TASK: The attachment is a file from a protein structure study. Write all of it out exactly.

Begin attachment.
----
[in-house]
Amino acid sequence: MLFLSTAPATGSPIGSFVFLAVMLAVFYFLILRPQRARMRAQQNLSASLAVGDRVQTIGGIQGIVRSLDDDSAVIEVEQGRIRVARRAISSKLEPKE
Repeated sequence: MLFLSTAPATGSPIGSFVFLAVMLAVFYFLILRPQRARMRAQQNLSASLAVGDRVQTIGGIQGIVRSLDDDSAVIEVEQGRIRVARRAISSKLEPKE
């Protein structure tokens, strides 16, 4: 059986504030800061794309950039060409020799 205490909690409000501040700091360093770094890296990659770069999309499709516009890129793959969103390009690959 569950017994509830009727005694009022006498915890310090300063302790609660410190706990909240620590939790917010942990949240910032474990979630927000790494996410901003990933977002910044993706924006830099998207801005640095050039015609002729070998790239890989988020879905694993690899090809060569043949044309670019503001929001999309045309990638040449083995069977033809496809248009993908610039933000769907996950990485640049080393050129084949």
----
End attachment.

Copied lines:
[in-house]
Amino acid sequence: MLFLSTAPATGSPIGSFVFLAVMLAVFYFLILRPQRARMRAQQNLSASLAVGDRVQTIGGIQGIVRSLDDDSAVIEVEQGRIRVARRAISSKLEPKE
Repeated sequence: MLFLSTAPATGSPIGSFVFLAVMLAVFYFLILRPQRARMRAQQNLSASLAVGDRVQTIGGIQGIVRSLDDDSAVIEVEQGRIRVARRAISSKLEPKE
């Protein structure tokens, strides 16, 4: 059986504030800061794309950039060409020799 205490909690409000501040700091360093770094890296990659770069999309499709516009890129793959969103390009690959 569950017994509830009727005694009022006498915890310090300063302790609660410190706990909240620590939790917010942990949240910032474990979630927000790494996410901003990933977002910044993706924006830099998207801005640095050039015609002729070998790239890989988020879905694993690899090809060569043949044309670019503001929001999309045309990638040449083995069977033809496809248009993908610039933000769907996950990485640049080393050129084949």